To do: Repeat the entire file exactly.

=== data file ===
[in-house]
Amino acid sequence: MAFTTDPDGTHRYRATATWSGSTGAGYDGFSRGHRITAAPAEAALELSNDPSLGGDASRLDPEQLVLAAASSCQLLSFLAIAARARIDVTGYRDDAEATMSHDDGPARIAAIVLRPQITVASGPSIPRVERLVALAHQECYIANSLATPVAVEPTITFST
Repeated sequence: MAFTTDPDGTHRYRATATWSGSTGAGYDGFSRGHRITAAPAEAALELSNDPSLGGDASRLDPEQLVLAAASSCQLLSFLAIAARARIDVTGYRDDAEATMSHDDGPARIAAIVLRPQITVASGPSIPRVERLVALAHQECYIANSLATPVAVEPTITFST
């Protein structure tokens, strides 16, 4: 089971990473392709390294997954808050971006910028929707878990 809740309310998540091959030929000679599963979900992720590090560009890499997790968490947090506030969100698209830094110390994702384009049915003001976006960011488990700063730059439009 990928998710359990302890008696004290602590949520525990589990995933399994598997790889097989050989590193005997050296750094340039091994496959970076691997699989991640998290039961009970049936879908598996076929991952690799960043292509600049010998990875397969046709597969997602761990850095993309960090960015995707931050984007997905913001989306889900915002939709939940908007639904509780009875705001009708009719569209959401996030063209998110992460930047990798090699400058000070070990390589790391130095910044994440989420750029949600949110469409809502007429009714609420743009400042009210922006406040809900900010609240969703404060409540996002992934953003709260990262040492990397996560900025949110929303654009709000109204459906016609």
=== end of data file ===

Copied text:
[in-house]
Amino acid sequence: MAFTTDPDGTHRYRATATWSGSTGAGYDGFSRGHRITAAPAEAALELSNDPSLGGDASRLDPEQLVLAAASSCQLLSFLAIAARARIDVTGYRDDAEATMSHDDGPARIAAIVLRPQITVASGPSIPRVERLVALAHQECYIANSLATPVAVEPTITFST
Repeated sequence: MAFTTDPDGTHRYRATATWSGSTGAGYDGFSRGHRITAAPAEAALELSNDPSLGGDASRLDPEQLVLAAASSCQLLSFLAIAARARIDVTGYRDDAEATMSHDDGPARIAAIVLRPQITVASGPSIPRVERLVALAHQECYIANSLATPVAVEPTITFST
């Protein structure tokens, strides 16, 4: 089971990473392709390294997954808050971006910028929707878990 809740309310998540091959030929000679599963979900992720590090560009890499997790968490947090506030969100698209830094110390994702384009049915003001976006960011488990700063730059439009 990928998710359990302890008696004290602590949520525990589990995933399994598997790889097989050989590193005997050296750094340039091994496959970076691997699989991640998290039961009970049936879908598996076929991952690799960043292509600049010998990875397969046709597969997602761990850095993309960090960015995707931050984007997905913001989306889900915002939709939940908007639904509780009875705001009708009719569209959401996030063209998110992460930047990798090699400058000070070990390589790391130095910044994440989420750029949600949110469409809502007429009714609420743009400042009210922006406040809900900010609240969703404060409540996002992934953003709260990262040492990397996560900025949110929303654009709000109204459906016609």